This holiday is always celebrated on 7 August. If it falls on a weekend, it will not be observed on a weekday.
It marks the Battle of Boyacá on 7 August 1819 which proved to be a decisive victory in the war for independence from Spain.
In 1819, Colombia was known as New Grenada and involved in a war for independence from Spain.
Bogota was seen as a key strategic location for both the Republicans and the Royalists to hold, and so both armies were heading to secure the town.
Some 150km north of Bogota the forces met at a bridge over the Teatinos River. The Republican army consisted of Colombian and and Venezuelans, with support from the British Legion. The army was led by Brigadier Generals Francisco de Paula Santander and José Antonio Anzoátegui.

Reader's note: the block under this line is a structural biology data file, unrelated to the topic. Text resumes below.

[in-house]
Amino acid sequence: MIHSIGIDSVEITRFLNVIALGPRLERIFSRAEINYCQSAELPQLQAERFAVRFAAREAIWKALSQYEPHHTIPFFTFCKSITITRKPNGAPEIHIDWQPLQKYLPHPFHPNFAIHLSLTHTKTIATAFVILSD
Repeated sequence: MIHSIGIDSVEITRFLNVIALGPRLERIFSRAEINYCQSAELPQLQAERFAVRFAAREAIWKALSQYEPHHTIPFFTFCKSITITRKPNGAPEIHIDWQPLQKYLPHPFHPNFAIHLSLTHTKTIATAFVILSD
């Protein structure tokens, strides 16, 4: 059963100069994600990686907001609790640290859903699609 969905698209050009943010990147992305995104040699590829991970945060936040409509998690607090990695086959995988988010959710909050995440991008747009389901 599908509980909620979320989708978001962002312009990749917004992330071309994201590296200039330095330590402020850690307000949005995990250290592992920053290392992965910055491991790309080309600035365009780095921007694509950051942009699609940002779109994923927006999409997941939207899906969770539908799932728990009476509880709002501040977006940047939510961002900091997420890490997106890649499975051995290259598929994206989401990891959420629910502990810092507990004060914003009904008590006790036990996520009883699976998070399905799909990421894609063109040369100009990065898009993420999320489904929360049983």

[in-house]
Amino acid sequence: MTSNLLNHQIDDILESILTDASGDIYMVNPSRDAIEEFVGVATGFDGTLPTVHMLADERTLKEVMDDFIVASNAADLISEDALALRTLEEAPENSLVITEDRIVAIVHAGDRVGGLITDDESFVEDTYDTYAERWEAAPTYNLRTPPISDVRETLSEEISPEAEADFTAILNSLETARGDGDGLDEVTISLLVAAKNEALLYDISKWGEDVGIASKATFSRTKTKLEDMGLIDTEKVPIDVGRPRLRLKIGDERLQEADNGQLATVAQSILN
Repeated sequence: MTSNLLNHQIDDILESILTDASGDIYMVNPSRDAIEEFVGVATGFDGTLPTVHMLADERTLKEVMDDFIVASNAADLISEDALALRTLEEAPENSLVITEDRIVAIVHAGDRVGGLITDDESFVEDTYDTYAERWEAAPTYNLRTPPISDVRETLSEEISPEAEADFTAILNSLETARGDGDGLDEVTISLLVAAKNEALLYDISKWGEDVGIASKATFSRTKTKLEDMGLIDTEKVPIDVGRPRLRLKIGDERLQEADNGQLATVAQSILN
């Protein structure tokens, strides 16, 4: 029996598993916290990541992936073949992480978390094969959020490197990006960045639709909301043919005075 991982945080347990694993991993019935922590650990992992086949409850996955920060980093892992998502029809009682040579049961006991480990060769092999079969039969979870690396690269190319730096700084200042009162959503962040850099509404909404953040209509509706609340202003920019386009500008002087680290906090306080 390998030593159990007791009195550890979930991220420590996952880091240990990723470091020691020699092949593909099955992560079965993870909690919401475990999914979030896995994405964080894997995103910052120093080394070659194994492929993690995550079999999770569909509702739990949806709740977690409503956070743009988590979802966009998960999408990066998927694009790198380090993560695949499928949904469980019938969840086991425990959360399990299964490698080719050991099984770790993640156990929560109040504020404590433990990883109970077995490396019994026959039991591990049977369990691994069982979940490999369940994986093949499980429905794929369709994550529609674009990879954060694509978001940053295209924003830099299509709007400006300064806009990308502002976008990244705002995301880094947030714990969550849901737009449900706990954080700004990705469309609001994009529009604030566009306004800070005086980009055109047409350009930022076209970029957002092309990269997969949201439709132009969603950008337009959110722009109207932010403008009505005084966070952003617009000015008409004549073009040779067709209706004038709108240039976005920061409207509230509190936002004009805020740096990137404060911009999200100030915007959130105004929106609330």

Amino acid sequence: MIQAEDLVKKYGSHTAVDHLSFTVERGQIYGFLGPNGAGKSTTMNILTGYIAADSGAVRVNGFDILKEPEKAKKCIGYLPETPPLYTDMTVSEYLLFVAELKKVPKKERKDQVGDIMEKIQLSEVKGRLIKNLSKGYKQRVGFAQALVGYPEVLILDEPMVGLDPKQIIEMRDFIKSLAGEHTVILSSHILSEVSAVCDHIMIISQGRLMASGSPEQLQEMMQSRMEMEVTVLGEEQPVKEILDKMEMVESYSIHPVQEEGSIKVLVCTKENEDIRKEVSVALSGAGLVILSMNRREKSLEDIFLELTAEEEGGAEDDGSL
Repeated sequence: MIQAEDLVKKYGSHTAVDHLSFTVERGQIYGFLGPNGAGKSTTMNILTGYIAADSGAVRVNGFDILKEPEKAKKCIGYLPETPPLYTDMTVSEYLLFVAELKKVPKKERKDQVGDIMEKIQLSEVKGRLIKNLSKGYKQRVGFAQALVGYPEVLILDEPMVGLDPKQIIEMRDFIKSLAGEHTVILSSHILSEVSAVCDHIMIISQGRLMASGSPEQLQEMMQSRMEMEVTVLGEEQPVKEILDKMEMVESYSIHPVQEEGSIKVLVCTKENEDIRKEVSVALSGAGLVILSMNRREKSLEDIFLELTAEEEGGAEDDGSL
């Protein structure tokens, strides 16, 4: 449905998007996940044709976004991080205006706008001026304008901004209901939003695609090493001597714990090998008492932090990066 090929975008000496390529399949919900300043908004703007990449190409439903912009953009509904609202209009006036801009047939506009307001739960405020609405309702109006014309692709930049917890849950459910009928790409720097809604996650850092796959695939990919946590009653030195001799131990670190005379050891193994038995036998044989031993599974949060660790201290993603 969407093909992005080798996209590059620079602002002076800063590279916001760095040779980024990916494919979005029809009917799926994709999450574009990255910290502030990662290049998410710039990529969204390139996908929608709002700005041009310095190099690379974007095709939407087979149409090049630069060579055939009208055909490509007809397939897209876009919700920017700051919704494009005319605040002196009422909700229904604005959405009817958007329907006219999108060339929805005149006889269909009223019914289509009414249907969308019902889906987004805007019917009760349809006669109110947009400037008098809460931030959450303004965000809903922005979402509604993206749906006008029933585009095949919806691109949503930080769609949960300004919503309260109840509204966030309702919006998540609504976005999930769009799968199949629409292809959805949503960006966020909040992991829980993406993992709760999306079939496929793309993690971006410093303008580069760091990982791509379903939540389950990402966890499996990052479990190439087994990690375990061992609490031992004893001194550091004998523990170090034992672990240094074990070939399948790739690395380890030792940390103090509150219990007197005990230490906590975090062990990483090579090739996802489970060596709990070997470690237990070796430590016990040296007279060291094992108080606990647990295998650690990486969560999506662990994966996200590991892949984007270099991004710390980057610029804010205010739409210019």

In just two hours they defeated the Royalist Colombian-Venezuelan forces.
Even though fighting with the Royalists continued for a few years, the victory at Boyacá is seen as the definitive battle in the war and the precursor for Colombia's eventual independence from Spain.
This bridge (El Puente de Boyacá) is no longer used, but has been kept as a reminder of South American independence.
This national holiday is celebrated with parades and festivals throughout Colombia. The military will pay homage to the soldiers who fell in the battle.
In Bogota, an annual carnival celebrates its anniversary of Hispanic foundation in 1538 on 6 August, so celebrations in the city begin the day before.